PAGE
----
Featured on World Federation of Advertisers:
Should your agencies be as committed as you are to net-zero carbon emissions, diversity and inclusion, and other ways to better the world?
— Read our article offered as a complimentary resource in the World Federation of Advertisers webinar —
Let’s be honest. The world we live in is flawed and full of imperfections. That sure doesn’t stop us from seeking ways to improve it, ranging from fixing social injustice to solving our climate issues. Not only is this the responsible thing to do for us as individuals, but we also have the opportunity to play a key role in driving these improvements as communities and organizations. Many large brands have already expressed their commitment to these causes and have taken steps to walk the talk. Once a company takes a public stand, they often expect their business partners like advertising agencies to join them. At the very least, they want to make sure their partners are not undermining their efforts, involuntarily discrediting them in the process. But how directive should companies be with their partners? Are these some of the criteria advertisers should use to determine who they select or favor as a partner? Should they set up standards, metrics, or specific targets for partners to meet?
Driving diversity and inclusion
The topic of diversity and inclusion (DI) has received much attention by an entire nation eager to address racial injustice. Of course, the topic of DI goes further than race: it also includes gender,
age, faith, LGBTQIA+, and people with disabilities. Brands stepped up, understanding that they can do well by doing the right thing as part of their inclusivity drive. as evidenced by the results of a 2017-2019 Deloitte study. Deloitte measured the ROI of diversity and demonstrated that the stock price of diverse brands performed 69% better than their counterparts. Consumer preference scores were also 83% higher. Even outside of any moral obligation, these data points are quite compelling.
Noteworthy examples of brands stepping up their DI efforts include: Carmaker General Motors pledged to increase its spend on advertising with Black-owned media companies, starting with 4% of its US advertising spending by next year, and would boost that level to 8% in 2025. They also recently announced a $50 million incremental incubation fund to be used over 10 years to diversify its mix of marketing partners. Consumer goods titan Unilever pledged to root out advertising stereotypes from its marketing (on-screen as well as behind cameras) and work with more businesses run by companies owned and managed by women, ethnic minorities, people with disabilities, and members of the LGBTQI+ community. The advertiser is expected to increase spend with these under-represented companies from £300m to £1.8bn by 2025.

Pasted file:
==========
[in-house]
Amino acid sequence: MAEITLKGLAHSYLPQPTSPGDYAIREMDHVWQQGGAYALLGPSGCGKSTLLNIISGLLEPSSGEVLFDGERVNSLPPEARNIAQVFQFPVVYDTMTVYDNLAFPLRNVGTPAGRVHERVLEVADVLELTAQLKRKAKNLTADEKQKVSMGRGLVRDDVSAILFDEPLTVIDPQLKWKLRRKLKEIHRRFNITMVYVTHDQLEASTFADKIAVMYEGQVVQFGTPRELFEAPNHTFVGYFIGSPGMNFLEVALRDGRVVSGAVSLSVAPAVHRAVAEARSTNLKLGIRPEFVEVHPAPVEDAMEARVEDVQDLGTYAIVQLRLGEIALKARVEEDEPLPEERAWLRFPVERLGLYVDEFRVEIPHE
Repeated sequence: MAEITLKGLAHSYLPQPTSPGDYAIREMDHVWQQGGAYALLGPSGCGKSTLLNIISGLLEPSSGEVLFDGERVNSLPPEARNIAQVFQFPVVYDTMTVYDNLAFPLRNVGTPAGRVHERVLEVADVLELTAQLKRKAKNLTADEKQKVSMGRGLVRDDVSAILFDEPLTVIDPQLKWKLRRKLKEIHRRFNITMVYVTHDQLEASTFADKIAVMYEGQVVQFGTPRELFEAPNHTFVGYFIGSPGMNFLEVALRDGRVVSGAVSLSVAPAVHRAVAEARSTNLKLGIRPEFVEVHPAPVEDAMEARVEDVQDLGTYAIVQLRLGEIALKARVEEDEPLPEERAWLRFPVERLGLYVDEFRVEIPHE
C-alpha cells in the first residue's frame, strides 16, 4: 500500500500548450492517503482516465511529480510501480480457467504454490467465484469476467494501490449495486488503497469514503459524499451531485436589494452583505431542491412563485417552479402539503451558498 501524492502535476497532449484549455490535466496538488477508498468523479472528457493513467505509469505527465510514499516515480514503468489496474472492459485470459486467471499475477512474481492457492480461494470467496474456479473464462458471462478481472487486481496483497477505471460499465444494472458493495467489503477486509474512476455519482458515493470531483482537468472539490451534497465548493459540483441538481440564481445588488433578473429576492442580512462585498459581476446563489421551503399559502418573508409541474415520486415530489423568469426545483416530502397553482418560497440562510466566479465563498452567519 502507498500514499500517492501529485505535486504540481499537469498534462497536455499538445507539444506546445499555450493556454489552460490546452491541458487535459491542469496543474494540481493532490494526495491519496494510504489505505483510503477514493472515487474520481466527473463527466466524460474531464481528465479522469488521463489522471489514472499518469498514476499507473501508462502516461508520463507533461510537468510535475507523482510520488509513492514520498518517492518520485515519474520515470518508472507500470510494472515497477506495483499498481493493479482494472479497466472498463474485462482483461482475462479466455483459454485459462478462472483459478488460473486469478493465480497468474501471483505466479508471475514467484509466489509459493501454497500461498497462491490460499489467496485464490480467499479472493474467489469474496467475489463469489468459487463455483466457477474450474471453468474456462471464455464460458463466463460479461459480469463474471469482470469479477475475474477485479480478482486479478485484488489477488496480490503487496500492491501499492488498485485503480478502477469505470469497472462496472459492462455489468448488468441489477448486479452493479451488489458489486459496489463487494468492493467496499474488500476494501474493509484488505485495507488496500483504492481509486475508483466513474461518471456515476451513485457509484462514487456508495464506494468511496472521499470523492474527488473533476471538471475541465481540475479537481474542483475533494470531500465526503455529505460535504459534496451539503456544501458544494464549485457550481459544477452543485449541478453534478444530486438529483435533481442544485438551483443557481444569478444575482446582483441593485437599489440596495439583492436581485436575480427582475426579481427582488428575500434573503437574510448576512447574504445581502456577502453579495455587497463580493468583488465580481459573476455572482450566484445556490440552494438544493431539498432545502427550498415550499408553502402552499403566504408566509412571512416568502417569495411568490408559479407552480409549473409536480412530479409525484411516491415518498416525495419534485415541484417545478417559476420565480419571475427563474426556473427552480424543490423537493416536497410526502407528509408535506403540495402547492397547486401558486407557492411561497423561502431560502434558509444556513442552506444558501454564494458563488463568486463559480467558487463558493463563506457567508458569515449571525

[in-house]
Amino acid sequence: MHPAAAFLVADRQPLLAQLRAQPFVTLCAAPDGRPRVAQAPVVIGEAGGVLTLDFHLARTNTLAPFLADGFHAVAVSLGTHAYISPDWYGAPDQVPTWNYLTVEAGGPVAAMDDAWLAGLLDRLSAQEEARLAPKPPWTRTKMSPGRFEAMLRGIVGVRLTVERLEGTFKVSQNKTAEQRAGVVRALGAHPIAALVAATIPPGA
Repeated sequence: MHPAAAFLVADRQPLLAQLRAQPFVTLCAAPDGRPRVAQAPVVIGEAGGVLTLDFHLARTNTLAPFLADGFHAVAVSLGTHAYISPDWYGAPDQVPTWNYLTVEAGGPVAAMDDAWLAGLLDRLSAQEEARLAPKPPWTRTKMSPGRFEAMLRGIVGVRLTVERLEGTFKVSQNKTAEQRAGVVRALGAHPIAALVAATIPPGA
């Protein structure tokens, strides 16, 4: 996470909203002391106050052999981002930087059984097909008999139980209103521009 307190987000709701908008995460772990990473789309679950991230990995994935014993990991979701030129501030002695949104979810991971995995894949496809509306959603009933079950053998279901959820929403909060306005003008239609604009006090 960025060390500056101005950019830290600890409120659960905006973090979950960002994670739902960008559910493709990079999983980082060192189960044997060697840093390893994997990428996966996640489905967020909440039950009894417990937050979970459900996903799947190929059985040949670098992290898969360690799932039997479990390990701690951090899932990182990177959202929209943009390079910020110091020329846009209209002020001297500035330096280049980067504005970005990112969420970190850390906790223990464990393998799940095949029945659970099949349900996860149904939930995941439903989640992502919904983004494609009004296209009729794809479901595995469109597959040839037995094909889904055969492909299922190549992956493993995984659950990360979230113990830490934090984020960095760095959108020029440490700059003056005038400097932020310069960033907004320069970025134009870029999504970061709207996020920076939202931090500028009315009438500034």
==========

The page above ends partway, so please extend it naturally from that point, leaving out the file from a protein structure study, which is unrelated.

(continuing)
Industry organizations are contributing to these efforts. For example, ANA’s Alliance for Inclusive and Multicultural Marketing (AIMM) released an update of their list of diverse suppliers (ana.net/diversesuppliers) featuring 221 companies—agencies, production, promotion, research, technology, media, and more.
Similarly, agencies have been hiring top talent, often for newly created roles, to lead diversity, equity, and inclusion efforts for their organizations. They’ve joined forces behind industry initiatives like Association of Independent Commercial Producers (AICP)’s Double The Line (DTL) initiative or the 4A’s Workplace Enlightenment Certification (WeC) program, and launched numerous internal initiatives—job mentoring and sponsorship programs, training, etc. They’ve also committed to increase their talent mix across their organizations, including in leadership positions where the gaps were quite severe. Top holding companies like WPP, IPG, Omnicom, Publicis, and others are now publicly reporting their talent diversity mix to be fully transparent and show their commitment to driving systemic change.
Committing to net-zero carbon emissions